Syrian hacktivists have chalked up more media-luvvie victims after hacking into and defacing blogs run by British broadcaster Channel 4.
A performance-versus-capacity war is brewing in the hard drive industry with Seagate leading on disk-flash hybrids and WD-HGST on helium-filled devices.
Dominant French mobile operators Orange and SFR have been hit with a compensation claim from their diminutive rivals after a court ruled their offer of free calls was anti-competitive.
Speedy broadband networks in cities continue to infuriate country bumpkins who are running out of patience with their painfully slow internet connections.
It could be a case of returning to the drawing board for the Systemax execs who drafted the 2013 turnaround blueprint: the company's Q2 financial results are steeped in red ink amid sliding sales.
Vodafone's new 4G mobile broadband package, announced today for the UK, will include live football or a Spotify Premium subscription, plus three months of unlimited downloads and calls - all for £26 a month.
Security patent wielder VirnetX has tacked a newly protected design onto a fresh lawsuit against Apple over secure communications technology.
Acer has swung to a calendar Q2 loss caused by rising component costs and R&D investments, the Taiwanese PC maker has claimed.
Enterprise tech distie Avnet closed off fiscal '13 on a relative high - well sort of - but the single digit sales hike came too late in the day for management to characterise the year as one of progress.
Apple and Samsung's unhappy union could be set to continue as it emerged that the fruity firm still depends on its arch-enemy to supply its display screens.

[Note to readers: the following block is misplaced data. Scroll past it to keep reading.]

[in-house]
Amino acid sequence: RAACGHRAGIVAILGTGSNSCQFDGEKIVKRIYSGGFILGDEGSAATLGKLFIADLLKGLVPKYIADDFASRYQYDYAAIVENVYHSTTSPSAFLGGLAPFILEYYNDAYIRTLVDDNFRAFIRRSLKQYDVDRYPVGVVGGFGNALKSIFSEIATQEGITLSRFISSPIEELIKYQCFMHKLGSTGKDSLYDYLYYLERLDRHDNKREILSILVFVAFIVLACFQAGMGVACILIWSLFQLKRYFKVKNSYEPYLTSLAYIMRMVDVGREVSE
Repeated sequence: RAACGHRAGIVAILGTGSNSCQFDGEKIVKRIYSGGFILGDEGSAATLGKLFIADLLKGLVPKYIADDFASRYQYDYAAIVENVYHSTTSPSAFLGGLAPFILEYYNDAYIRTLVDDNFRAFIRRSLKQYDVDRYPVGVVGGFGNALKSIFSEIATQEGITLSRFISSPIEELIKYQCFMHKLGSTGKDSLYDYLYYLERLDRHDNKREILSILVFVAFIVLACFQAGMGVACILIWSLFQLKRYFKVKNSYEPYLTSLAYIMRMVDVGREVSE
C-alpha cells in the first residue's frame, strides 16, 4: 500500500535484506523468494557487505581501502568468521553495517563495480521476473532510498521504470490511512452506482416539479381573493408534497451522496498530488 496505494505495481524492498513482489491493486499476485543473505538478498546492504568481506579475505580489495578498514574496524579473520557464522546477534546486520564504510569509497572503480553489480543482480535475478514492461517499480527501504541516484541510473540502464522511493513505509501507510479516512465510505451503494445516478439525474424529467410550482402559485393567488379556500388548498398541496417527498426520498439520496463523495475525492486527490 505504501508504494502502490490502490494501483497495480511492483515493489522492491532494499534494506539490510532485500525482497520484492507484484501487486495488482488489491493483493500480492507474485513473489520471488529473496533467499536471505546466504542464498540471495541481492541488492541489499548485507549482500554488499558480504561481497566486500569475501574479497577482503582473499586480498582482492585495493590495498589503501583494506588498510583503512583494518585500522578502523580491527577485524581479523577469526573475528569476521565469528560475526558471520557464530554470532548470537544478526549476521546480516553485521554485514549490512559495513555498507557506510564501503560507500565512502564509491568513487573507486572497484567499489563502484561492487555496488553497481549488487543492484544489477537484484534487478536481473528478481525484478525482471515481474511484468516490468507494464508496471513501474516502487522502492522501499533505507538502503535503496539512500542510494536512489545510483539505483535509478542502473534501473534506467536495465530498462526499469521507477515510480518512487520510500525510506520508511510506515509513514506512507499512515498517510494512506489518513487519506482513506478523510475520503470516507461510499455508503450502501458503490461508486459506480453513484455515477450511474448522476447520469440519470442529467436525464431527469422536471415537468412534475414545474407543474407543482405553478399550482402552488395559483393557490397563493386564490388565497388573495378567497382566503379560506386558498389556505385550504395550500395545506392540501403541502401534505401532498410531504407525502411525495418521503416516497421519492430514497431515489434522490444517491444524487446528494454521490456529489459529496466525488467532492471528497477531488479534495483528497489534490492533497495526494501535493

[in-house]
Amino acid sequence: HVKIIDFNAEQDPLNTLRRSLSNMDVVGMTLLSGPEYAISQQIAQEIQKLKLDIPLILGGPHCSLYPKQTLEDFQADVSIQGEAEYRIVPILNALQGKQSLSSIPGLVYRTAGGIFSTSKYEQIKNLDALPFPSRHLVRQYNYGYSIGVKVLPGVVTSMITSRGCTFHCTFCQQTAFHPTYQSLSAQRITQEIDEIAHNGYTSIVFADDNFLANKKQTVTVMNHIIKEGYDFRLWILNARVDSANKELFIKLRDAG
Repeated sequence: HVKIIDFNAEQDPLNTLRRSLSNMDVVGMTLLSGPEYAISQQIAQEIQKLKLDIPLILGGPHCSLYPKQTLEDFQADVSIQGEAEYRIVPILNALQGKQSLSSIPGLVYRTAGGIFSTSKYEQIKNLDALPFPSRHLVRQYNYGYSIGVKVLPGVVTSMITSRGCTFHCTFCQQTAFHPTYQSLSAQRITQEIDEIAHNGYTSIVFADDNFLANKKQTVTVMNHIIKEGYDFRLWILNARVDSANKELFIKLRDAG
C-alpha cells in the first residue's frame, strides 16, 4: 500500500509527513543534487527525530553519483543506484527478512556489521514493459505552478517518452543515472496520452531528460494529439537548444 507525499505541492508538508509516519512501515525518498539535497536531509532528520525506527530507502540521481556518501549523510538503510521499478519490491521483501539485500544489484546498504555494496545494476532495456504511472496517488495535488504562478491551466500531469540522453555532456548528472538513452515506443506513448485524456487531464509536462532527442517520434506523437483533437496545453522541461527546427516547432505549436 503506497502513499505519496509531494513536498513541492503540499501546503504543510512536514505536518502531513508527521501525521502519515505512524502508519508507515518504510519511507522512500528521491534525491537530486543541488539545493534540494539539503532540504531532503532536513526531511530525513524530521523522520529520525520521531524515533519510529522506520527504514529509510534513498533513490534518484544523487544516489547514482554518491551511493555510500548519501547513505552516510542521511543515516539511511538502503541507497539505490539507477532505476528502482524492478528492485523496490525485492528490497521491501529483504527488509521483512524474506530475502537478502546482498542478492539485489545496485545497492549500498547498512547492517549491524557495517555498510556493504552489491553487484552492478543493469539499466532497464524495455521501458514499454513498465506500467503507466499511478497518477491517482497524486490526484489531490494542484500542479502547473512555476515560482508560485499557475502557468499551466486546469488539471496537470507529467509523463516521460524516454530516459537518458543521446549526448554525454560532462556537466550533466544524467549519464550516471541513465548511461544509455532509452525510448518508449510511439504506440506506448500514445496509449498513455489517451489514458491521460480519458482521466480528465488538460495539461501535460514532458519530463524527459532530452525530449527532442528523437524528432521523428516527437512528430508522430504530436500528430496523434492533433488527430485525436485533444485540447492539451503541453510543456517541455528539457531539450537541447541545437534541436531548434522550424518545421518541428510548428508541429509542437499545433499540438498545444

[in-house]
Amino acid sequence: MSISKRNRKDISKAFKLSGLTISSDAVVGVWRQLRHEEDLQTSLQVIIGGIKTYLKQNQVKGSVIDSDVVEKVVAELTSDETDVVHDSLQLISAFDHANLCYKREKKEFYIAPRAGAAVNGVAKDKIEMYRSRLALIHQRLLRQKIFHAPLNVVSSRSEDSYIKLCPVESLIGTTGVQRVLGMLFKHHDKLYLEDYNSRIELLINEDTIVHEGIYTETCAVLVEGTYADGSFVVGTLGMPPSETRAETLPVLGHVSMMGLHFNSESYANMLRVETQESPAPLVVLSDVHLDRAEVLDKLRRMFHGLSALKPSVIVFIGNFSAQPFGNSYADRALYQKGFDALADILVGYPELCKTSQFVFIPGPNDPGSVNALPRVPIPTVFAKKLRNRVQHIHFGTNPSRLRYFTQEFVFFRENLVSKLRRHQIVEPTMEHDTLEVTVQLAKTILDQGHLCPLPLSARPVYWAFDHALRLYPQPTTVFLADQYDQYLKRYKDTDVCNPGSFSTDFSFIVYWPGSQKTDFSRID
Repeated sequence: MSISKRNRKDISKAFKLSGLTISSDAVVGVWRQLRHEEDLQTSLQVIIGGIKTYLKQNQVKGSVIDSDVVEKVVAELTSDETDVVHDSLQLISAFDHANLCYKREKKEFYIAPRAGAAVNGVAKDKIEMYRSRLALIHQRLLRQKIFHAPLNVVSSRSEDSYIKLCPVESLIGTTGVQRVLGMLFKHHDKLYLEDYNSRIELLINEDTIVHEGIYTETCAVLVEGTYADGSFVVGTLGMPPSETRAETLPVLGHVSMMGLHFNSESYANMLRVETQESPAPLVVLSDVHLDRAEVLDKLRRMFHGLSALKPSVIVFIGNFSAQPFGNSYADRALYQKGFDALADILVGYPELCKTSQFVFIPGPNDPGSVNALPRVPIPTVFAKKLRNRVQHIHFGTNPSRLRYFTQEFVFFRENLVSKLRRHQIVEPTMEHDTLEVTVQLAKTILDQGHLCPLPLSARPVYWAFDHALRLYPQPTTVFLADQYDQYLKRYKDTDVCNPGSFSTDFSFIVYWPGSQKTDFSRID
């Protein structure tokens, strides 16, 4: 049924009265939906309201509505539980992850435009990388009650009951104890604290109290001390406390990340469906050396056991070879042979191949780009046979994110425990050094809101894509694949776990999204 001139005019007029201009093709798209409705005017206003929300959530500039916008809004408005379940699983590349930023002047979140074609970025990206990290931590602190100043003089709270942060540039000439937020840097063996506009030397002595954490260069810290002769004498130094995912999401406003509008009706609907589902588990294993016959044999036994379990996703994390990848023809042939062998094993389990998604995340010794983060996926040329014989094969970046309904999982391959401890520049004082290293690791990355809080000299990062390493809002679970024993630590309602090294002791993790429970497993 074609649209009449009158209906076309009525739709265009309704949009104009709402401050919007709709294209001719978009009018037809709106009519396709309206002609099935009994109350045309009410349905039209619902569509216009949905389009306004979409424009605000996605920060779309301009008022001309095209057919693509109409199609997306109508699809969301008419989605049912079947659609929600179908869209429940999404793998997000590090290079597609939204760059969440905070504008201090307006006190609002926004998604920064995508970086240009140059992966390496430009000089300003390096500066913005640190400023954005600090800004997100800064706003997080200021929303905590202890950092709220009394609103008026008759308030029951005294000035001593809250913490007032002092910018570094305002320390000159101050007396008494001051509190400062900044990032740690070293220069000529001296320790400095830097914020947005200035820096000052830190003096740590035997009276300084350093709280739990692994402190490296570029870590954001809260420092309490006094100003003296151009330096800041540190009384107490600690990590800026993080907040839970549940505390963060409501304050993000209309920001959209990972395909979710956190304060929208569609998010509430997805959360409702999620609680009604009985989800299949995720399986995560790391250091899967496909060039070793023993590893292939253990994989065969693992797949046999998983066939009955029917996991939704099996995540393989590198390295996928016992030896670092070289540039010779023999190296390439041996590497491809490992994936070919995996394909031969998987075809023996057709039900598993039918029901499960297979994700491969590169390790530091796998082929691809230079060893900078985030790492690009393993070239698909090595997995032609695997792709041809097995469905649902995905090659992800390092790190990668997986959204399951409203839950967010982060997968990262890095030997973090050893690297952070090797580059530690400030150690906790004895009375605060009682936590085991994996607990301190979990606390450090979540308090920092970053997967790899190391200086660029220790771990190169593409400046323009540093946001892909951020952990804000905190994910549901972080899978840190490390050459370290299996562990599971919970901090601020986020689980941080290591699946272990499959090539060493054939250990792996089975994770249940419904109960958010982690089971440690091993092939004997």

Comms hardware maker Nokia Siemens Networks is reportedly planning to lay off as many as 8,500 staff to ratchet up profits as sales slump.
Bradley Manning's maximum possible sentence for publishing tens of thousands of American classified documents via Wikileaks has been reduced from 136 years to 90 years.
IT shops that are worried about security – think healthcare, government, and financial services – still want to have a hypervisor on their PC clients. This makes it easier to isolate malware and control what users have on their machines, particularly if that PC hypervisor is linked to and coordinating with a virtual desktop infrastructure (VDI) broker.
Latvia will extradite an alleged pusher of the online bank account raiding Trojan Gozi to the US - despite opposition from the Baltic republic's foreign minister.
Google has added load balancing to its infrastructure-as-a-service technology, as the company closes the gap between its cloud and those operated by Amazon and Microsoft.
AOL has bought advertising company Adap.tv in a bid to future-proof its online video services.
President Obama has cancelled a planned pow-wow with Russian president Vladimir Putin at next month's G20 Summit in St Petersburg, saying the granting of asylum to NSA whistleblower Edward Snowden was "a factor."
Security researchers have uncovered what appears to be a malware-based attack targeting Indian military or government entities and designed to steal information.
E-reader manufacturers have petitioned to exempt themselves from accessibility regulations applied to communication services - and the FCC wants to know what you think about that.
It is almost that time of the year again, when the chipheads of the world converge on Stanford University for the 25th Hot Chips symposium and do a little silicon show and tell.
Virtual reality gaming startup Oculus Rift has appointed digital graphics pioneer and former space cowboy John Carmack as its chief technology officer.
A US federal judge has ruled that Bitcoin meets the criteria for "a form of money" under US law, paving the way for what could become a defining lawsuit for the virtual currency.
Supercomputer and high-density server maker Silicon Graphics is still not back on track to profitability, but CEO Jorge Titinger says he knows what to do: Back away from the knife fight of providing infrastructure to public cloud providers and focus on commercial HPC systems, related big data systems, and the storage that sits behind both.
Web hosting company DigitalOcean has taken $3.2m in funding to help the company expand its engineering team and buy in more server hardware for its four colocation facilities.